"For the foreseeable future, road vehicles will remain the dominant mode of transport. This is why DLR is developing practical technologies and demonstrating innovative solutions to make the entire transport system, and thus the mobility of the future, climate and environment compatible. A key aspect here is also the integration of road traffic into the transport system. At the same time, it must be efficient, safe and comfortable, oriented towards people’s needs and ensure the participation of all social groups. With the ZEDU-1 prototype, we will be demonstrating our vision of almost zero-emission driving at IAA Mobility 2023. This is a successful example of what DLR’s research and innovation experience, combined with the expertise of our corporate partners, can achieve for Germany as an automotive location," emphasises Anke Kaysser-Pyzalla, Chair of the DLR Executive Board. With its transport research, DLR is one of the largest institutionally funded mobility research facilities in Europe.
New and live in a podcast – DLR researchers on the mobility of the future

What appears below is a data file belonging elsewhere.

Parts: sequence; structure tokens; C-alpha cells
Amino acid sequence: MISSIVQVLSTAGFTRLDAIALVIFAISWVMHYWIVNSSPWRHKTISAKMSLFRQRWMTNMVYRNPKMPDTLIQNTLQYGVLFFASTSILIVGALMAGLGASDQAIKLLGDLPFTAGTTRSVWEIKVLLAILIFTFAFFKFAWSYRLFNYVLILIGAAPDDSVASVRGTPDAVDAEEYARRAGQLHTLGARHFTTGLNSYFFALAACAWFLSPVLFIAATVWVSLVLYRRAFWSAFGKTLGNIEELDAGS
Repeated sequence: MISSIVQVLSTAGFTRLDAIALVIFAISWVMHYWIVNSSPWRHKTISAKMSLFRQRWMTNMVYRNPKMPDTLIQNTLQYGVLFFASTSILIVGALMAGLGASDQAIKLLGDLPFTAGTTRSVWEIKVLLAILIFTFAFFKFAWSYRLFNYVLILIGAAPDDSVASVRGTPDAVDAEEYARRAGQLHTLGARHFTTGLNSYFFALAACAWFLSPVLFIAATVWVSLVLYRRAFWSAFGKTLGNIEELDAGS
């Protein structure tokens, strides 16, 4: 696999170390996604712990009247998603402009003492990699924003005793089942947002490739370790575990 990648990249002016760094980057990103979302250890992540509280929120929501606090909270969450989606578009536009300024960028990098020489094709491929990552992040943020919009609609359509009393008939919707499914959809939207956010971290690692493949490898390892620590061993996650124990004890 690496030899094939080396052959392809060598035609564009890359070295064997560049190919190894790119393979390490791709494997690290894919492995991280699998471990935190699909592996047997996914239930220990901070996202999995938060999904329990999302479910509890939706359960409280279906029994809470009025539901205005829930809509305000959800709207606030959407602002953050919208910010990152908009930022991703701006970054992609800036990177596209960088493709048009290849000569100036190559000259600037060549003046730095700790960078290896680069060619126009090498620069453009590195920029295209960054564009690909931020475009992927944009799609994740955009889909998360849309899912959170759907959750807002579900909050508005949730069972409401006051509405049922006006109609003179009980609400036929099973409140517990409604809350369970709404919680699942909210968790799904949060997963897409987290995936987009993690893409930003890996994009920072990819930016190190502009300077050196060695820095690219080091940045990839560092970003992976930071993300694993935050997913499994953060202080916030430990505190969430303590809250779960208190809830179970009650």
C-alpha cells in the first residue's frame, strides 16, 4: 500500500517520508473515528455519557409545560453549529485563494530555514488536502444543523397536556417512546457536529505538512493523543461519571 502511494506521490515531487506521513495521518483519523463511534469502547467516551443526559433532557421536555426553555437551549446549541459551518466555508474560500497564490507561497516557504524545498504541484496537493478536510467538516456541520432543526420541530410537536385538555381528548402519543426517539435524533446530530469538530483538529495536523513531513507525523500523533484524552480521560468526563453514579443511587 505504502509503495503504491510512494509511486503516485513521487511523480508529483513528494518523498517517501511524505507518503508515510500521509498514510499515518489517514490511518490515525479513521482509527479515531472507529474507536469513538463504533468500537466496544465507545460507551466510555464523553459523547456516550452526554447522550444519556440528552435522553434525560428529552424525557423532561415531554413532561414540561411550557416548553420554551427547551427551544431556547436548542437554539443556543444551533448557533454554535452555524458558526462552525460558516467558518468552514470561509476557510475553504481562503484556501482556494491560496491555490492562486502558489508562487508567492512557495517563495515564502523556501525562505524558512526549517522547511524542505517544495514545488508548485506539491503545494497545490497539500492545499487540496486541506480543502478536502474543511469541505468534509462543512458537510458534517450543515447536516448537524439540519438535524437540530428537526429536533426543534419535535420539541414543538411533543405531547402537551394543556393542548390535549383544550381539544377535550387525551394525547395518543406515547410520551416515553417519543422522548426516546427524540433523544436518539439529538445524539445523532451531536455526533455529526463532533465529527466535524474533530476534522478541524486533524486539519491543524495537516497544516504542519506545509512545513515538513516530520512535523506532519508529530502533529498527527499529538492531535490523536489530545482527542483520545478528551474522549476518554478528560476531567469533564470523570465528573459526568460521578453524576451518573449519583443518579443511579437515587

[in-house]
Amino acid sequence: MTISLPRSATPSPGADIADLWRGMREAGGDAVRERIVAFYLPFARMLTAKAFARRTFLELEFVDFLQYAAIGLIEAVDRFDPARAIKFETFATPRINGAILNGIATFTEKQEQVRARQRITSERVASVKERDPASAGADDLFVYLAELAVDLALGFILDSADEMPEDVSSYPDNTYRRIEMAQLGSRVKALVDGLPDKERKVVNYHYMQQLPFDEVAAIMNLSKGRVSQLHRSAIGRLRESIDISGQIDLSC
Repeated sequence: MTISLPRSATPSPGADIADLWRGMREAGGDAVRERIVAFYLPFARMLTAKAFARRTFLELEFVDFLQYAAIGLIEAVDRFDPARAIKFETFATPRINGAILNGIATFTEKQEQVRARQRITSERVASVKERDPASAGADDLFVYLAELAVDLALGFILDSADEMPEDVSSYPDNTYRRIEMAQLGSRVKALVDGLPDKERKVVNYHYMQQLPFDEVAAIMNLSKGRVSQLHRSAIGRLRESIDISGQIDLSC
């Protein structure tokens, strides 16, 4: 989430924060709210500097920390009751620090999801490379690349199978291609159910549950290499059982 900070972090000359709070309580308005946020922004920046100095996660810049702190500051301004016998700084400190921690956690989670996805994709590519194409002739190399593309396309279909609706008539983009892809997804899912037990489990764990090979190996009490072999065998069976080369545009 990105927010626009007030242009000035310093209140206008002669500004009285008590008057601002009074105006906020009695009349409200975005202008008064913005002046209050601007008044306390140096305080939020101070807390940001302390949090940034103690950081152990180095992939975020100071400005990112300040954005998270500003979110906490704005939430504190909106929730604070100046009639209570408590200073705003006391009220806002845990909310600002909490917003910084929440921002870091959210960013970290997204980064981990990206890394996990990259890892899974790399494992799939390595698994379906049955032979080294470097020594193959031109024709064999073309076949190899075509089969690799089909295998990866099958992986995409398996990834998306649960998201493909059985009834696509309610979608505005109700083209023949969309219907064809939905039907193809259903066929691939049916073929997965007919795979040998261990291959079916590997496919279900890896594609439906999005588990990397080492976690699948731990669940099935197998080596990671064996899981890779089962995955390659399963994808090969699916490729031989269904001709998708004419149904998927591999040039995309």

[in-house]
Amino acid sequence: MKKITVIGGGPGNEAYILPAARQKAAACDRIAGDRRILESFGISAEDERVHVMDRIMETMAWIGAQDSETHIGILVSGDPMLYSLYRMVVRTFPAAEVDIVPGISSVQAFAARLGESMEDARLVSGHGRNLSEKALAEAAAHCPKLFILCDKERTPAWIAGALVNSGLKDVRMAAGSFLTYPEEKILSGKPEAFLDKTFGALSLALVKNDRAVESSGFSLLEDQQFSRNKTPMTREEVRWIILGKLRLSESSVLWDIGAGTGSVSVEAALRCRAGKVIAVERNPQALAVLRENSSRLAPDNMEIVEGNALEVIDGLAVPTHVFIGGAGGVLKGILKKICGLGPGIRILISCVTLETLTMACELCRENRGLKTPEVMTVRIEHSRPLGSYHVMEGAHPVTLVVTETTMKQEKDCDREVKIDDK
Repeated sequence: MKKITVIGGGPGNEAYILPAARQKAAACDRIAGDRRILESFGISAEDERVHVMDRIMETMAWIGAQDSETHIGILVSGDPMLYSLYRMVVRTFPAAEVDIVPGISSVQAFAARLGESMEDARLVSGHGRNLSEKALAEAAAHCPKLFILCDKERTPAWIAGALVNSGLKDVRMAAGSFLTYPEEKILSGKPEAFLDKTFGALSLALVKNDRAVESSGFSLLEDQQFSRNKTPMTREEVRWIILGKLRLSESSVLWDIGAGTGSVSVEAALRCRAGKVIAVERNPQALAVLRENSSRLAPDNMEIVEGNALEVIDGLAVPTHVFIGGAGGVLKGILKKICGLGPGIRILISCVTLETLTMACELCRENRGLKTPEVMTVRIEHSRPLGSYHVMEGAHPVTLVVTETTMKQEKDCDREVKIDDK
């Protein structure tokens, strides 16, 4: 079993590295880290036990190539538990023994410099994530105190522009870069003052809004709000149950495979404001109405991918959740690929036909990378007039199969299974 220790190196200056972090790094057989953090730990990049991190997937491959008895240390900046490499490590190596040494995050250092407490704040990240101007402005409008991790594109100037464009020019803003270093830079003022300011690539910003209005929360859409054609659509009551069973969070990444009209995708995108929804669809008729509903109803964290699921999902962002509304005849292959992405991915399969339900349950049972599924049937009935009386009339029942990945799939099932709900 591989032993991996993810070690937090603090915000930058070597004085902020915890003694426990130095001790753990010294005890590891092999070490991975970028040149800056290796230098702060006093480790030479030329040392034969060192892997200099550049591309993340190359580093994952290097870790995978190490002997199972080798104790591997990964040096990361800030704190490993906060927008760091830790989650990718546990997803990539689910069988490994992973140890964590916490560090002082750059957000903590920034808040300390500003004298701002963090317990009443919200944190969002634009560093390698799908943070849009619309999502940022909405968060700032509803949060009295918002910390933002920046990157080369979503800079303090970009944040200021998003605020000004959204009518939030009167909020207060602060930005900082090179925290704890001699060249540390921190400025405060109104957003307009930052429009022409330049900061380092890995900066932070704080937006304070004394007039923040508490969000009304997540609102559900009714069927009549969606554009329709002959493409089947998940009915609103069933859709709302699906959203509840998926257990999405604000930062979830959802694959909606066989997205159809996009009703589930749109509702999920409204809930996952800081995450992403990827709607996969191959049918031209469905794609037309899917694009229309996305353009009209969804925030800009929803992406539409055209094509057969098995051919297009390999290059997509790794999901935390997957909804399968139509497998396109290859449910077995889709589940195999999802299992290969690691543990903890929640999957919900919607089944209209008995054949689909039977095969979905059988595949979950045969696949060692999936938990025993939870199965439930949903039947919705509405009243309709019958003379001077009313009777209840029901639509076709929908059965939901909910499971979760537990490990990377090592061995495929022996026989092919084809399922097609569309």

In cooperation with DLR, podcaster Daniel Finger will be talking about fascinating research topics in the series 'Von der Erde ins All' (From Earth to Space) from 5 to 7 September 2023. The podcast will also be live on the DLR stand at the IAA Mobility Open Space – for everyone to watch and listen. DLR transport research scientists will be there with current projects and assessments (see programme below). A selection of the best discussions will be available for listening on all common podcast platforms after the broadcast.
The ZEDU-1 prototype – emission-free travel without particulate matter and microplastics